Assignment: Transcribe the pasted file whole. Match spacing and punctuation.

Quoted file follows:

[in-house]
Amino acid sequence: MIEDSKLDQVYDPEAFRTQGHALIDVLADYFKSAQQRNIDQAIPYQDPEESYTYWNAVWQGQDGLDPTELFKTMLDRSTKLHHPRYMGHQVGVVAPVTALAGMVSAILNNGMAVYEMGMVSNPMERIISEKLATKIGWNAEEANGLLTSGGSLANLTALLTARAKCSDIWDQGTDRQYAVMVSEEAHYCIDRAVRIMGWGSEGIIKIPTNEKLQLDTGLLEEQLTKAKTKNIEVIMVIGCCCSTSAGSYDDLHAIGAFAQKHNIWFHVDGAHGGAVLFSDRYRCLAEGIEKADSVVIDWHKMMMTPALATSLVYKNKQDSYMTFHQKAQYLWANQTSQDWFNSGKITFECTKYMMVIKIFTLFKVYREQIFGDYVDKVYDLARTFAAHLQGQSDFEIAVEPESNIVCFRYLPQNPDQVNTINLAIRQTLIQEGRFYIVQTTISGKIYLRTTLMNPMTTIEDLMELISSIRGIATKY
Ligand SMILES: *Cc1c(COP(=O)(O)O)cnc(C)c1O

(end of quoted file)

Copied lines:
[in-house]
Amino acid sequence: MIEDSKLDQVYDPEAFRTQGHALIDVLADYFKSAQQRNIDQAIPYQDPEESYTYWNAVWQGQDGLDPTELFKTMLDRSTKLHHPRYMGHQVGVVAPVTALAGMVSAILNNGMAVYEMGMVSNPMERIISEKLATKIGWNAEEANGLLTSGGSLANLTALLTARAKCSDIWDQGTDRQYAVMVSEEAHYCIDRAVRIMGWGSEGIIKIPTNEKLQLDTGLLEEQLTKAKTKNIEVIMVIGCCCSTSAGSYDDLHAIGAFAQKHNIWFHVDGAHGGAVLFSDRYRCLAEGIEKADSVVIDWHKMMMTPALATSLVYKNKQDSYMTFHQKAQYLWANQTSQDWFNSGKITFECTKYMMVIKIFTLFKVYREQIFGDYVDKVYDLARTFAAHLQGQSDFEIAVEPESNIVCFRYLPQNPDQVNTINLAIRQTLIQEGRFYIVQTTISGKIYLRTTLMNPMTTIEDLMELISSIRGIATKY
Ligand SMILES: *Cc1c(COP(=O)(O)O)cnc(C)c1O